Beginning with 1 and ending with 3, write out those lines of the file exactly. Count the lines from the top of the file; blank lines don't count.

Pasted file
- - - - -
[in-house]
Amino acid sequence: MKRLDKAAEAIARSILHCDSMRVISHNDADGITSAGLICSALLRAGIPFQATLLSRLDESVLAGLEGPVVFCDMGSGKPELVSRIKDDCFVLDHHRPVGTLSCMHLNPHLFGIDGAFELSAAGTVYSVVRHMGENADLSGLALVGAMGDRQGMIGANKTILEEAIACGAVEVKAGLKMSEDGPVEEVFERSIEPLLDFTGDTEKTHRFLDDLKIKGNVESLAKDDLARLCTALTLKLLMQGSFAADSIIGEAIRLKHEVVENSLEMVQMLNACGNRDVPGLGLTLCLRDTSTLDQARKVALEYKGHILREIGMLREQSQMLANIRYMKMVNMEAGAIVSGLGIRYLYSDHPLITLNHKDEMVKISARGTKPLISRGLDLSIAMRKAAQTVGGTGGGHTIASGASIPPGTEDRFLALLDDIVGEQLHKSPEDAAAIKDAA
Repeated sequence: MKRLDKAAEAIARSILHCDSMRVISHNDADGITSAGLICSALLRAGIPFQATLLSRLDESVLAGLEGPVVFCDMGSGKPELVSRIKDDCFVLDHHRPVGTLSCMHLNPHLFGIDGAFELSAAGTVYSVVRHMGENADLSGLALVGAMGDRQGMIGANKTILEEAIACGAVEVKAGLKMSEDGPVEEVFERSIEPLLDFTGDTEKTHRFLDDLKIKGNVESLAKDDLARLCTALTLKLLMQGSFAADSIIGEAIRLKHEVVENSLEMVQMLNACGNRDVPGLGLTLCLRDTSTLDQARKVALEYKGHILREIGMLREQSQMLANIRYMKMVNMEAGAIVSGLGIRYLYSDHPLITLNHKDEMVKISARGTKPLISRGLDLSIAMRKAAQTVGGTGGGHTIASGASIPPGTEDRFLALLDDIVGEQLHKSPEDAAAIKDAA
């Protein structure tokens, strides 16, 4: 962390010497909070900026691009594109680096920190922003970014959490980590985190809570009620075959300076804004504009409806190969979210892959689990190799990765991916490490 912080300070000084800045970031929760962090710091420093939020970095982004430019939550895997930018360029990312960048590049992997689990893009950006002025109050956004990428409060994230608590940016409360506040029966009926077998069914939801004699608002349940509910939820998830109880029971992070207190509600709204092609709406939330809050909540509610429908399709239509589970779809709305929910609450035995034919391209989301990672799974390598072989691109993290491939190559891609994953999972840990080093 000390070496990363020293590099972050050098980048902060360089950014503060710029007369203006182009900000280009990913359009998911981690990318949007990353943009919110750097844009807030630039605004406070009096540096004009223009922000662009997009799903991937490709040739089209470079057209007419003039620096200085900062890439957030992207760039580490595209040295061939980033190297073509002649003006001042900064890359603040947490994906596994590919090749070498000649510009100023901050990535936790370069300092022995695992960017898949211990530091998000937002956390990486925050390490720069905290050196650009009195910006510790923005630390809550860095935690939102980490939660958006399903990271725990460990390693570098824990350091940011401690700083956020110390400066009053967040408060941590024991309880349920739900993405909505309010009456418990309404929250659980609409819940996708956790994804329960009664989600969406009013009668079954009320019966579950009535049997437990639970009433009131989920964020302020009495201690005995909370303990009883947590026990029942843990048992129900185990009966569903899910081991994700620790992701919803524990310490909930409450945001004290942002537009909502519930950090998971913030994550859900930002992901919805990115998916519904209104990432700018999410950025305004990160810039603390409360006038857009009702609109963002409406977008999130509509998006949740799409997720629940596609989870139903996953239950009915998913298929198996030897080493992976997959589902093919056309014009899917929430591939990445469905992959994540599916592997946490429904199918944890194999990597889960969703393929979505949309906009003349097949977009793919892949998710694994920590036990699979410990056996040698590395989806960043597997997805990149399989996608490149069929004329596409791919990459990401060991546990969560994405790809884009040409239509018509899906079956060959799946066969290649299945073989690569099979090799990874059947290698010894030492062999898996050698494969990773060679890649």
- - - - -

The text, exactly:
[in-house]
Amino acid sequence: MKRLDKAAEAIARSILHCDSMRVISHNDADGITSAGLICSALLRAGIPFQATLLSRLDESVLAGLEGPVVFCDMGSGKPELVSRIKDDCFVLDHHRPVGTLSCMHLNPHLFGIDGAFELSAAGTVYSVVRHMGENADLSGLALVGAMGDRQGMIGANKTILEEAIACGAVEVKAGLKMSEDGPVEEVFERSIEPLLDFTGDTEKTHRFLDDLKIKGNVESLAKDDLARLCTALTLKLLMQGSFAADSIIGEAIRLKHEVVENSLEMVQMLNACGNRDVPGLGLTLCLRDTSTLDQARKVALEYKGHILREIGMLREQSQMLANIRYMKMVNMEAGAIVSGLGIRYLYSDHPLITLNHKDEMVKISARGTKPLISRGLDLSIAMRKAAQTVGGTGGGHTIASGASIPPGTEDRFLALLDDIVGEQLHKSPEDAAAIKDAA
Repeated sequence: MKRLDKAAEAIARSILHCDSMRVISHNDADGITSAGLICSALLRAGIPFQATLLSRLDESVLAGLEGPVVFCDMGSGKPELVSRIKDDCFVLDHHRPVGTLSCMHLNPHLFGIDGAFELSAAGTVYSVVRHMGENADLSGLALVGAMGDRQGMIGANKTILEEAIACGAVEVKAGLKMSEDGPVEEVFERSIEPLLDFTGDTEKTHRFLDDLKIKGNVESLAKDDLARLCTALTLKLLMQGSFAADSIIGEAIRLKHEVVENSLEMVQMLNACGNRDVPGLGLTLCLRDTSTLDQARKVALEYKGHILREIGMLREQSQMLANIRYMKMVNMEAGAIVSGLGIRYLYSDHPLITLNHKDEMVKISARGTKPLISRGLDLSIAMRKAAQTVGGTGGGHTIASGASIPPGTEDRFLALLDDIVGEQLHKSPEDAAAIKDAA